Hurricane Katrina and the Origins of Community

This week, we will return to our reading of Nigel Clark’s book “Inhuman Nature”. In particular, we will focus our attention on chapters 6, 7, and 8.

In Chapter 6, “Hurricane Katrina and the Origins of Community”, Clark focuses on the impacts of the August 2005 landfall of Hurricane Katrina on New Orleans. Although the storm was devastating from a variety of perspectives (loss of live, loss of property, feeling of vulnerability, and loss of New Orleans history, to name a few), Clark argues that one of the most thought-provoking effects was the alteration of the sense of community. He points out that the fragility of human life, especially in the face of natural disasters, is the reason why we seek community to begin with. Clark writes: “I want to explore the proposition that natural extremes or ‘disasters’ are not simply visited upon pre-constituted communities, but are themselves imperatives for the very process of communal or social formation” (p. 139).


Graphical visualization of Hurricane Katrina on August 28, 2005 (courtesy of Wikipedia)

Clark’s idea is intriguing. If humans never felt threatened, would they have ever sought out a communal social structure? Likely, the answer is no. Among other reasons, communities exist to protect their members from external threats and to provide comfort and support in times of hardship. As Clark points out, it is often these times of hardship that bring out the best in people. We all heard stories from New Orleans about people rescuing their neighbors from floodwaters and of citizens in safer areas of the city opening the doors of their homes to other citizens that had been displaced. On the one-year anniversary of the Boston Marathon bombing, I am reminded of stories about runners who had just covered 26 miles continuing to run straight to the hospital to give blood. Times of hardship inspire people to help one another, and these times of hardship are the building blocks of community.

Natural disasters, especially, can represent a blank canvas for the formation of communities. Clark quotes Michel Serres, who suggests: “Floods take the world back to disorder, to primal chaos, to time zero, right back to nature in the sense of things about to be born, in a nascent state” (p.145). So, although Hurricane Katrina will leave behind a legacy of pain to hundreds of thousands of residents, it also represents a new beginning and an opportunity for the best characteristics of human society to shine through. Among many other stories, it led to the formation of groups like the “Cajun Navy”, a rapidly-assembled group of hunters and fishermen who used their boats to rescue over 4,000 people from their flooded homes (p. 147).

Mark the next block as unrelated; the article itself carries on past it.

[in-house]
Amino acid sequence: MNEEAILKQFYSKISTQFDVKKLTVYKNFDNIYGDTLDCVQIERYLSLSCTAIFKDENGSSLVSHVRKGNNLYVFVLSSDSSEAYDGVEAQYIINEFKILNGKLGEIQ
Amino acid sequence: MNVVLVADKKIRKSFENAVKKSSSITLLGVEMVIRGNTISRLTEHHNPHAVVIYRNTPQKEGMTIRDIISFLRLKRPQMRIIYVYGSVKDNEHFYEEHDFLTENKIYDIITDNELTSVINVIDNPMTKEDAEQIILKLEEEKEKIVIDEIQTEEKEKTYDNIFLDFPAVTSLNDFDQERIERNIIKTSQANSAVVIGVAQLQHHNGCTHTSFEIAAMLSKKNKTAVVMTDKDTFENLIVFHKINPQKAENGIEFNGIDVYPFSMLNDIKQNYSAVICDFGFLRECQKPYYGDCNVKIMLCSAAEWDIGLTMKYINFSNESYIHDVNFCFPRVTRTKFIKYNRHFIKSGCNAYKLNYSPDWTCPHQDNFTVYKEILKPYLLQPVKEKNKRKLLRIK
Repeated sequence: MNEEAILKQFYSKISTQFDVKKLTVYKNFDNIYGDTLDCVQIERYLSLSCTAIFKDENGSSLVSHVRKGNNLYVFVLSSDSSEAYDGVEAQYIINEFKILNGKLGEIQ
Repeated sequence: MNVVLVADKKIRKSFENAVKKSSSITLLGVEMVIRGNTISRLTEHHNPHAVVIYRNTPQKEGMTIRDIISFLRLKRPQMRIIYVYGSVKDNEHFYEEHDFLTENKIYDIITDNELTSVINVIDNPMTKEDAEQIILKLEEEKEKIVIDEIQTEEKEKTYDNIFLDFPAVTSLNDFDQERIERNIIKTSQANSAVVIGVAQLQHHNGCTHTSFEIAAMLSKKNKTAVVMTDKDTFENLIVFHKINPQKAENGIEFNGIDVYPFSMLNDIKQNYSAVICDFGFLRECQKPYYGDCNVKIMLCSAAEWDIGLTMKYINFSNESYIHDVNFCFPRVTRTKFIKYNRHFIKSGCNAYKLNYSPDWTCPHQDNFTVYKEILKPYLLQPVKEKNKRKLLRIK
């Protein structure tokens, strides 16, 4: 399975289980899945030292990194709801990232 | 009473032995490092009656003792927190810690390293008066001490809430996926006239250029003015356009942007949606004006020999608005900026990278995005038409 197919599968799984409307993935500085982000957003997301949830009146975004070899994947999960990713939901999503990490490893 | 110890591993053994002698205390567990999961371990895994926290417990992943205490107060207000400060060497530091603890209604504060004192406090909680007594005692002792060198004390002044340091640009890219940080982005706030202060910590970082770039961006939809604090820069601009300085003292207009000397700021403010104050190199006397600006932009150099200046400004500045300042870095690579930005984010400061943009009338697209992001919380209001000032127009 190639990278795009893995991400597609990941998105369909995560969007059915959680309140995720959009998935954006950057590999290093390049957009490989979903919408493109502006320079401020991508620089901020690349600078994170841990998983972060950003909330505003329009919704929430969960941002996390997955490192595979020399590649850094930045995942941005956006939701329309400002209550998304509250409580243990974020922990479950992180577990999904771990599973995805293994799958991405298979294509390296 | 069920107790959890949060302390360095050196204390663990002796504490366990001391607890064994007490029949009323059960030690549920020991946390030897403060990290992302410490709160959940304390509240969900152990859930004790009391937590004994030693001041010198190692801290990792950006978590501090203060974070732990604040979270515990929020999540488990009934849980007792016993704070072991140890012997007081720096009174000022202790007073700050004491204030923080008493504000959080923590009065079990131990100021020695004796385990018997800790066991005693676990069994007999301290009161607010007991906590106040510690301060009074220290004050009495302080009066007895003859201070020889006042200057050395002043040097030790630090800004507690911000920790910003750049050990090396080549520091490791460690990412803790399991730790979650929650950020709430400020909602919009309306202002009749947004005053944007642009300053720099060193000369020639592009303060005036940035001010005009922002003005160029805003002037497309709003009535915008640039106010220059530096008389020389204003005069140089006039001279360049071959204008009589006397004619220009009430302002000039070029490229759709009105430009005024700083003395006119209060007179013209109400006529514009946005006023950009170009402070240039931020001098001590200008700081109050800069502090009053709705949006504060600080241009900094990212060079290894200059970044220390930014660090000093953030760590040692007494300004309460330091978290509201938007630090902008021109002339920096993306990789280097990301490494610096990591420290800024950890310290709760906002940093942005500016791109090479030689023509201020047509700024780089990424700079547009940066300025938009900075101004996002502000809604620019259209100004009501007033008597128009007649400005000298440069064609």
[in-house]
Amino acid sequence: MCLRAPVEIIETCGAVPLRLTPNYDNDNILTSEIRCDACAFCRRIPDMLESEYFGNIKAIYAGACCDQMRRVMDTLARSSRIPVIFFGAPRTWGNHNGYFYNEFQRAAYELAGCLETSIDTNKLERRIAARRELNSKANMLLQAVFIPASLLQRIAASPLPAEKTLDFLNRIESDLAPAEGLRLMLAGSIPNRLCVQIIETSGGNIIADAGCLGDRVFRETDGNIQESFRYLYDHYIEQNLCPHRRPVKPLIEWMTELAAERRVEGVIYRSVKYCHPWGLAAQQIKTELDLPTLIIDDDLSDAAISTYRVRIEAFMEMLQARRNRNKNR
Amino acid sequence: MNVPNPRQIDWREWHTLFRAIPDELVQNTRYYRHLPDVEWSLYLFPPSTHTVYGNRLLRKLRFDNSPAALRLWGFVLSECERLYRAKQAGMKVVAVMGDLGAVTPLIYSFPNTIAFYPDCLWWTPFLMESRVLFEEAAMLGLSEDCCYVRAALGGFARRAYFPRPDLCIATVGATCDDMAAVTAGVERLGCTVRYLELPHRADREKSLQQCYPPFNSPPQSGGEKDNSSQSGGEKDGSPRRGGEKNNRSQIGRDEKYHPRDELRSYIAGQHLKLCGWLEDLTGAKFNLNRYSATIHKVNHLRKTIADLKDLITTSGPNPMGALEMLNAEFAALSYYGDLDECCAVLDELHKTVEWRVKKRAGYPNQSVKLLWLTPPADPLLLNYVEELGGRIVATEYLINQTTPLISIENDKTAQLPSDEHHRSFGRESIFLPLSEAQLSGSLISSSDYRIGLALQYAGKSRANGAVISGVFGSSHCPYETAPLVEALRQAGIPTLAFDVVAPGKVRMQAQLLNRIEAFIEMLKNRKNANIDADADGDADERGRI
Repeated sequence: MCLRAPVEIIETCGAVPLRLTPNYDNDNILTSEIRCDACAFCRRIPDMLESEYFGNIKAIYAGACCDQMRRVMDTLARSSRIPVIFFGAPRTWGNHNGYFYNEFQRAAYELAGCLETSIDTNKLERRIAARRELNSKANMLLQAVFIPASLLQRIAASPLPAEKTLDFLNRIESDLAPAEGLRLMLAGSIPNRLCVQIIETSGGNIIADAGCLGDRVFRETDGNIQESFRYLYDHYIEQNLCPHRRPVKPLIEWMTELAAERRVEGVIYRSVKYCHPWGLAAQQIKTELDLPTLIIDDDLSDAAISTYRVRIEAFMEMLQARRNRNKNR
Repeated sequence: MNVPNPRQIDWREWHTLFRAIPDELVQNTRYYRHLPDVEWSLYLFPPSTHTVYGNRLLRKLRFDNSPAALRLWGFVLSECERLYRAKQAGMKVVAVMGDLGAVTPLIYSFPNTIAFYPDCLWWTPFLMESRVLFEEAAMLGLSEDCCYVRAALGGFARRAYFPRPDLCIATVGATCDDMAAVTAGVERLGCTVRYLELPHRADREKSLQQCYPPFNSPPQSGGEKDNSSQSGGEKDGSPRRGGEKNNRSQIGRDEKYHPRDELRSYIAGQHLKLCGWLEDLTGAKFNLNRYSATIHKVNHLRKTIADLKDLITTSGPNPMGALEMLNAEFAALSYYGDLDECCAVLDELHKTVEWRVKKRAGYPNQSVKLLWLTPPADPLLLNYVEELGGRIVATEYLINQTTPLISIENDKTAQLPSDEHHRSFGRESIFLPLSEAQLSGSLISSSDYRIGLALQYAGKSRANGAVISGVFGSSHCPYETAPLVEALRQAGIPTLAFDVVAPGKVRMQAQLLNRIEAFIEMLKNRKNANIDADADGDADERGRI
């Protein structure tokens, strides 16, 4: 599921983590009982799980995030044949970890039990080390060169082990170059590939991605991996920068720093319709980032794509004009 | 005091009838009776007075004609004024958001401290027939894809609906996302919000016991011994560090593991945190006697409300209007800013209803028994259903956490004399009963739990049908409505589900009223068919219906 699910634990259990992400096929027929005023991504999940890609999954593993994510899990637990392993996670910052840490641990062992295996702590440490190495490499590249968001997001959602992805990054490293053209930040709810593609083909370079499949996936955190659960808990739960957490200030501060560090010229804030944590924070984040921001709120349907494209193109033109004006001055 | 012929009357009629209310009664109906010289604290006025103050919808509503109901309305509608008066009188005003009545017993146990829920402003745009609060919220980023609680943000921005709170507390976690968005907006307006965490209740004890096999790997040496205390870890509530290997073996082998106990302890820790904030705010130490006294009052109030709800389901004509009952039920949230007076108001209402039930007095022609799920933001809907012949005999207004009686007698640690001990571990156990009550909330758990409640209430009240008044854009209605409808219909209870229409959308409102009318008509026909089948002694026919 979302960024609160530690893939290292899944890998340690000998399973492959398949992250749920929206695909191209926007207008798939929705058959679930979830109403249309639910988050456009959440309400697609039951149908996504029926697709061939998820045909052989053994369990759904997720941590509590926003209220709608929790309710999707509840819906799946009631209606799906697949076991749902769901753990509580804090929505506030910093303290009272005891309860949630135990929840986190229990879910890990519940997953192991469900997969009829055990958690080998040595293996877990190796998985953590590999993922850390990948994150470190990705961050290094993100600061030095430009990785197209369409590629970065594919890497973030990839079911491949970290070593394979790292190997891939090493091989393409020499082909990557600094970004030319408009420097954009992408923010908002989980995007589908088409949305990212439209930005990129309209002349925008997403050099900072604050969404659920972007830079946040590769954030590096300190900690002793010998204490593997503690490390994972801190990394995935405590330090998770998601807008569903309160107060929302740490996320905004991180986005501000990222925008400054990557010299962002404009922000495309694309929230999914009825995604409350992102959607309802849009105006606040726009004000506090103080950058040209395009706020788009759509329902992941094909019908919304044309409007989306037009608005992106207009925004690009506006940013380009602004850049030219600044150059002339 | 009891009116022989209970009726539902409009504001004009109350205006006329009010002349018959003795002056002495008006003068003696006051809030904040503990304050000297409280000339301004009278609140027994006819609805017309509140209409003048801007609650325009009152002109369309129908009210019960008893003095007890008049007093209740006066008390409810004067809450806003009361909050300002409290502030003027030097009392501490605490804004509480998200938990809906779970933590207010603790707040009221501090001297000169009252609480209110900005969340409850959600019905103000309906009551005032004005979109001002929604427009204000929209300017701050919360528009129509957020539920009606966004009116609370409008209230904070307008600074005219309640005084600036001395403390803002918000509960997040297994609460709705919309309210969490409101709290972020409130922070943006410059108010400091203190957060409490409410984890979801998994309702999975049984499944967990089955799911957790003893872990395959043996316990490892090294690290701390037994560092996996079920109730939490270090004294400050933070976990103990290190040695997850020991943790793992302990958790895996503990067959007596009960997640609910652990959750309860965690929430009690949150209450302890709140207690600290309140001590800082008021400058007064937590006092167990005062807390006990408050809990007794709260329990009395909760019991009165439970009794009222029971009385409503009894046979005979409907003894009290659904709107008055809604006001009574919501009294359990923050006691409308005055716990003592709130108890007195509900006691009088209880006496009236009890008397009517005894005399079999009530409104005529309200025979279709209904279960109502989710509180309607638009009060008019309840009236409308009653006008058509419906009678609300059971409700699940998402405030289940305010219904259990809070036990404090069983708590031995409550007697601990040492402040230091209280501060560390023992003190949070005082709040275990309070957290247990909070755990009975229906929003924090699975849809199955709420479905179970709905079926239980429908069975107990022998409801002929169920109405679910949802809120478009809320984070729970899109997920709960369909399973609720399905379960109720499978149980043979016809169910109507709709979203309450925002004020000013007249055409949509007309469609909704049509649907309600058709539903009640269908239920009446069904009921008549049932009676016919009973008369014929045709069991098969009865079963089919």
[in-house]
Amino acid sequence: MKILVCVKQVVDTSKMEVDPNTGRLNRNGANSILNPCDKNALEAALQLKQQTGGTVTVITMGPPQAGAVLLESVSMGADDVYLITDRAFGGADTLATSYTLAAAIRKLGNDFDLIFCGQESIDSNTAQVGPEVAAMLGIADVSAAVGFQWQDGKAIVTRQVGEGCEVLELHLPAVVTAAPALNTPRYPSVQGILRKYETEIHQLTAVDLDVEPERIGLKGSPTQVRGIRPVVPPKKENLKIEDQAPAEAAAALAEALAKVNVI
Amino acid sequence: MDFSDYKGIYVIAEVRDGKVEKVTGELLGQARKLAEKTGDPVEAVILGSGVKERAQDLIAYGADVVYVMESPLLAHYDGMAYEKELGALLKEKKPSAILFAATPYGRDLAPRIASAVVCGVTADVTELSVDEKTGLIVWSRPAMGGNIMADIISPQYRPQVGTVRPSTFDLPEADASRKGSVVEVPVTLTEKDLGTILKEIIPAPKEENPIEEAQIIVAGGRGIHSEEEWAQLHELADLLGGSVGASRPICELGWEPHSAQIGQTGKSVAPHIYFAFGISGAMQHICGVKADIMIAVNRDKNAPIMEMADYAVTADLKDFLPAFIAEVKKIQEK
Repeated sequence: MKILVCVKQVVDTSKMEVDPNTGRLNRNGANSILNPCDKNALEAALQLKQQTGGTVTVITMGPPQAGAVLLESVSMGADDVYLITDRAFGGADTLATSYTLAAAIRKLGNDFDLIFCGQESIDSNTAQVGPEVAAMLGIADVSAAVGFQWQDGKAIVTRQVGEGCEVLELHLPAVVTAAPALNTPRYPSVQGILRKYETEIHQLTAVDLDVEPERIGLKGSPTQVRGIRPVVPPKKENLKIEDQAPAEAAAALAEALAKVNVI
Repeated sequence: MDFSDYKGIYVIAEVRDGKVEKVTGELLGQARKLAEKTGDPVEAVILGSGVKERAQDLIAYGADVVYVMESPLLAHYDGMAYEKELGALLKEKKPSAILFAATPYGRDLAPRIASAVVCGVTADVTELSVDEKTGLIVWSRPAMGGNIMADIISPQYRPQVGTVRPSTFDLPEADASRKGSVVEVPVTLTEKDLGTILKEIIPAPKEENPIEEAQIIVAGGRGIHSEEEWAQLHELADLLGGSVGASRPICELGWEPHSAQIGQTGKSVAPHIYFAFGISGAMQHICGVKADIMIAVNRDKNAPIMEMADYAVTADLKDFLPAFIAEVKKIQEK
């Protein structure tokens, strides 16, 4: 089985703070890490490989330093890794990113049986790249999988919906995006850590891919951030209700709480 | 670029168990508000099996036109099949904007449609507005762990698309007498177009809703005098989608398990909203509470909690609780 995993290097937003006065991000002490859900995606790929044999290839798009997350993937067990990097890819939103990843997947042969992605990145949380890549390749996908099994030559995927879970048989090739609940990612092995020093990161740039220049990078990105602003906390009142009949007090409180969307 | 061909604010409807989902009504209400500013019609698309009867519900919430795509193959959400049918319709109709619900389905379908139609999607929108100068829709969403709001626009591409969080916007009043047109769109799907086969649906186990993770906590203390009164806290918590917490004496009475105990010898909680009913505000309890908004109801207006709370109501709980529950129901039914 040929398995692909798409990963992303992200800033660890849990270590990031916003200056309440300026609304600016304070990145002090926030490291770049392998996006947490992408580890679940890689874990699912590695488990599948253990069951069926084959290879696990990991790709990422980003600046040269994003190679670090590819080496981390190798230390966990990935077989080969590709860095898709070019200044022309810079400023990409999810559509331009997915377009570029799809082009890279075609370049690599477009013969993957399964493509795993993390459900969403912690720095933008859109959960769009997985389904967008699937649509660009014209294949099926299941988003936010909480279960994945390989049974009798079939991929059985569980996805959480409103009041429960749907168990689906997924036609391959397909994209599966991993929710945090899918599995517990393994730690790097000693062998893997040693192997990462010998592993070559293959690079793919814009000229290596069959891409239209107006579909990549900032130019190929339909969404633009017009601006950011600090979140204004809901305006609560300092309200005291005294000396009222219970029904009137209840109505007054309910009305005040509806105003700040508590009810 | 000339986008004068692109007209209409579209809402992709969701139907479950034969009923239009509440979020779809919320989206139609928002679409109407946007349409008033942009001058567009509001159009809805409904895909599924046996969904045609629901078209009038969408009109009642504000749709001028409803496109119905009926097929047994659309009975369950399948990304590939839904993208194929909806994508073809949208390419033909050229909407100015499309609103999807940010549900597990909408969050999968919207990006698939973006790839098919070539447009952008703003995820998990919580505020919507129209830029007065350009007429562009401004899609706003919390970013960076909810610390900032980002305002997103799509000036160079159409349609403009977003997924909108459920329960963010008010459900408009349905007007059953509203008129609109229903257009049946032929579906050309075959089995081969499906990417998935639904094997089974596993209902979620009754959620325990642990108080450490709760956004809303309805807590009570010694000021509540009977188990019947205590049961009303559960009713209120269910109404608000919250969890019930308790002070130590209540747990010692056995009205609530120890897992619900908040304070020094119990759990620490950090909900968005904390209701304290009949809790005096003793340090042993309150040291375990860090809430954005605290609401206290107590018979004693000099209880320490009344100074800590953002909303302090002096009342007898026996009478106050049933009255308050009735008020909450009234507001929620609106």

Of course, there are negative stories as well: those of government bureaucracy impeding rescue efforts, racial and socioeconomic equality, looting, etc. Unfortunately, natural disasters do not bring out the best in everyone and, ironically, sometimes it seems as though the people who have the least are also those who give the most. Clark explores the idea that these failings to act originate from our ability to turn away from the things that are difficult, subconsciously recasting our perceptions to make ourselves see the problem in a different light.

The obvious related question to Clark’s discussion of Hurricane Katrina is how the city of New Orleans should proceed into the future. We live in a volatile world, and the city’s position will become increasingly perilous in the face of modern climate change. Should flood-prone areas be rebuilt? Should people be living in an area that is virtually destined to be destroyed again? My guess is that Clark would say no. As he argues throughout the chapter, a natural disaster gives people the chance to start anew. Rebuilding in a threatened area doesn’t seem like a fresh start; instead, it seems like trying to navigate backward to a place that existed in the past. If we believe Clark that Katrina represents an opportunity, maybe we should consider that New Orleans was given the opportunity to seek a safer, more secure future by rethinking the city’s rebuilding.